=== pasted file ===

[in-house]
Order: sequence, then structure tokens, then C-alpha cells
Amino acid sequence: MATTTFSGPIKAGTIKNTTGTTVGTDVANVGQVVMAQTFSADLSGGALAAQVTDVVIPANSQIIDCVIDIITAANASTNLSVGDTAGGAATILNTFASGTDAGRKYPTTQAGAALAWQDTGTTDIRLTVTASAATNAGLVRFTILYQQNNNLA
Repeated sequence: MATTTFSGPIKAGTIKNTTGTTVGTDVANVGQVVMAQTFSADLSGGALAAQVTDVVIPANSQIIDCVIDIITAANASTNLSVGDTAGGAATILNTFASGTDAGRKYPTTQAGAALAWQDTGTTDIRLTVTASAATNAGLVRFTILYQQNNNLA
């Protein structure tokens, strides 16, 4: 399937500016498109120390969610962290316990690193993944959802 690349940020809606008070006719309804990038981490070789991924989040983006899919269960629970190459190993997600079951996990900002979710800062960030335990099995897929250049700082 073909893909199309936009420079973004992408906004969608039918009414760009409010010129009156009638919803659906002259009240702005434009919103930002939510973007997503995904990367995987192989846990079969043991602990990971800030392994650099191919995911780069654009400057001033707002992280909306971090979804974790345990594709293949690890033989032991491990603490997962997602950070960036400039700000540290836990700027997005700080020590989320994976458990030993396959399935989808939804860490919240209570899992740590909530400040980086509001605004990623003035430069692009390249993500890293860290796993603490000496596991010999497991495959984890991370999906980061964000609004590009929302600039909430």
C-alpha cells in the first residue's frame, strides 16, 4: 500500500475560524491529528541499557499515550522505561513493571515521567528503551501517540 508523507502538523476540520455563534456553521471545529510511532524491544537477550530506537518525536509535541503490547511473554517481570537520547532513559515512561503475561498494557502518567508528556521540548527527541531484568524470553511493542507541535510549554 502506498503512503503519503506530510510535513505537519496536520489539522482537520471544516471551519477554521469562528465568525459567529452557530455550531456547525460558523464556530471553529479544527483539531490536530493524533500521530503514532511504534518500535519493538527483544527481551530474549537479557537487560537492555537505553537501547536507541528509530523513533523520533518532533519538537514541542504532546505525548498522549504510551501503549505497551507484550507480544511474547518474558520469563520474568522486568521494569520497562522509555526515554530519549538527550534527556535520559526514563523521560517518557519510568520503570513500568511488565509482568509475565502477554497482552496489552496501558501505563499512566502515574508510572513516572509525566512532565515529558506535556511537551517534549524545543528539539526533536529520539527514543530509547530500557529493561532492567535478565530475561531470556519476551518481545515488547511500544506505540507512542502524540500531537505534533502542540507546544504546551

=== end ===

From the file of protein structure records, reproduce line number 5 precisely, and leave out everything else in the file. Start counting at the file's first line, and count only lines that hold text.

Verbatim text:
């Protein structure tokens, strides 16, 4: 399937500016498109120390969610962290316990690193993944959802 690349940020809606008070006719309804990038981490070789991924989040983006899919269960629970190459190993997600079951996990900002979710800062960030335990099995897929250049700082 073909893909199309936009420079973004992408906004969608039918009414760009409010010129009156009638919803659906002259009240702005434009919103930002939510973007997503995904990367995987192989846990079969043991602990990971800030392994650099191919995911780069654009400057001033707002992280909306971090979804974790345990594709293949690890033989032991491990603490997962997602950070960036400039700000540290836990700027997005700080020590989320994976458990030993396959399935989808939804860490919240209570899992740590909530400040980086509001605004990623003035430069692009390249993500890293860290796993603490000496596991010999497991495959984890991370999906980061964000609004590009929302600039909430």